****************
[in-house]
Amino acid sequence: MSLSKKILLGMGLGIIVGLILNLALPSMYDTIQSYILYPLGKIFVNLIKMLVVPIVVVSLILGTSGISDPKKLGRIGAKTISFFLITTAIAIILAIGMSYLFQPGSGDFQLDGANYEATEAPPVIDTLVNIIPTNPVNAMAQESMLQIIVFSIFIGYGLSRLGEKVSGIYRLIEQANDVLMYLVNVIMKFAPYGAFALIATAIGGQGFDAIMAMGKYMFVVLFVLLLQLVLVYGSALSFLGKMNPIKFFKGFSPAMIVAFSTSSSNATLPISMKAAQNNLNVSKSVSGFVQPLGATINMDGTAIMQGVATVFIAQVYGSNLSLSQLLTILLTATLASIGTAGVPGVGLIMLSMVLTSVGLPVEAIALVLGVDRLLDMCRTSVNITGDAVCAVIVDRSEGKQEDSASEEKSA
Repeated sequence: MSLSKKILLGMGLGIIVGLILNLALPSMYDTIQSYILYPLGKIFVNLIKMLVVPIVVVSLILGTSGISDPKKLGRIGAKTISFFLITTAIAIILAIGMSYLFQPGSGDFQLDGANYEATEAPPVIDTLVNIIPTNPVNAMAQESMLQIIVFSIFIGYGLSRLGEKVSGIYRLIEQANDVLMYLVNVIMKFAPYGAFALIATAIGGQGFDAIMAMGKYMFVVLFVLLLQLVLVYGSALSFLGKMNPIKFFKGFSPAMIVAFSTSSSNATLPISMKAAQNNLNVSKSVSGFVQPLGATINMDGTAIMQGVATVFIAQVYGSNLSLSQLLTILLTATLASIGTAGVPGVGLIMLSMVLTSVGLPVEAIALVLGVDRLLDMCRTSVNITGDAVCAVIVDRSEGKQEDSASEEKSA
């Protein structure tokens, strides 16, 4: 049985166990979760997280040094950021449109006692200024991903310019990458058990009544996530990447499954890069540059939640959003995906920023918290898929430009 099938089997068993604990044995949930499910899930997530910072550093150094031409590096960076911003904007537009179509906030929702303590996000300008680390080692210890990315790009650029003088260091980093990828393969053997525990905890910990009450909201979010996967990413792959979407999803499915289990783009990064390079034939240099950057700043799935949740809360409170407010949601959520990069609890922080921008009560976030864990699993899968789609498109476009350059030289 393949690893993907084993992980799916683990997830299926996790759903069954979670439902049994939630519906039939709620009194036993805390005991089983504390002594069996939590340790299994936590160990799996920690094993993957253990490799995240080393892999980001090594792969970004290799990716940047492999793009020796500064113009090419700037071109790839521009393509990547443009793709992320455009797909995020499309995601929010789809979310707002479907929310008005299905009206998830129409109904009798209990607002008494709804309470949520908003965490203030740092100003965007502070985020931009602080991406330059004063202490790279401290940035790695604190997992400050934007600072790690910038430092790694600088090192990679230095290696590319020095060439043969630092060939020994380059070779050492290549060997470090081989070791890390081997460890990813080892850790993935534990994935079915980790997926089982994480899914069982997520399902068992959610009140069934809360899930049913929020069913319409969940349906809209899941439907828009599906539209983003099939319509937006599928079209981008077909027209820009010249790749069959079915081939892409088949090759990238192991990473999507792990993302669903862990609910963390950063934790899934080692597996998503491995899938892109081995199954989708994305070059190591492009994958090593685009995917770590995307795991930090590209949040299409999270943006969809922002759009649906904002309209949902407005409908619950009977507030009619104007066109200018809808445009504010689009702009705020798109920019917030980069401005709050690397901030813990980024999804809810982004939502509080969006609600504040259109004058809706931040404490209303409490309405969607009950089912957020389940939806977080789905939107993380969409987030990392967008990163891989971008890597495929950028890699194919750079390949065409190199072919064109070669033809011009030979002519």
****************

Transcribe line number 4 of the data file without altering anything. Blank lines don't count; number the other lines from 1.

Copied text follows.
């Protein structure tokens, strides 16, 4: 049985166990979760997280040094950021449109006692200024991903310019990458058990009544996530990447499954890069540059939640959003995906920023918290898929430009 099938089997068993604990044995949930499910899930997530910072550093150094031409590096960076911003904007537009179509906030929702303590996000300008680390080692210890990315790009650029003088260091980093990828393969053997525990905890910990009450909201979010996967990413792959979407999803499915289990783009990064390079034939240099950057700043799935949740809360409170407010949601959520990069609890922080921008009560976030864990699993899968789609498109476009350059030289 393949690893993907084993992980799916683990997830299926996790759903069954979670439902049994939630519906039939709620009194036993805390005991089983504390002594069996939590340790299994936590160990799996920690094993993957253990490799995240080393892999980001090594792969970004290799990716940047492999793009020796500064113009090419700037071109790839521009393509990547443009793709992320455009797909995020499309995601929010789809979310707002479907929310008005299905009206998830129409109904009798209990607002008494709804309470949520908003965490203030740092100003965007502070985020931009602080991406330059004063202490790279401290940035790695604190997992400050934007600072790690910038430092790694600088090192990679230095290696590319020095060439043969630092060939020994380059070779050492290549060997470090081989070791890390081997460890990813080892850790993935534990994935079915980790997926089982994480899914069982997520399902068992959610009140069934809360899930049913929020069913319409969940349906809209899941439907828009599906539209983003099939319509937006599928079209981008077909027209820009010249790749069959079915081939892409088949090759990238192991990473999507792990993302669903862990609910963390950063934790899934080692597996998503491995899938892109081995199954989708994305070059190591492009994958090593685009995917770590995307795991930090590209949040299409999270943006969809922002759009649906904002309209949902407005409908619950009977507030009619104007066109200018809808445009504010689009702009705020798109920019917030980069401005709050690397901030813990980024999804809810982004939502509080969006609600504040259109004058809706931040404490209303409490309405969607009950089912957020389940939806977080789905939107993380969409987030990392967008990163891989971008890597495929950028890699194919750079390949065409190199072919064109070669033809011009030979002519």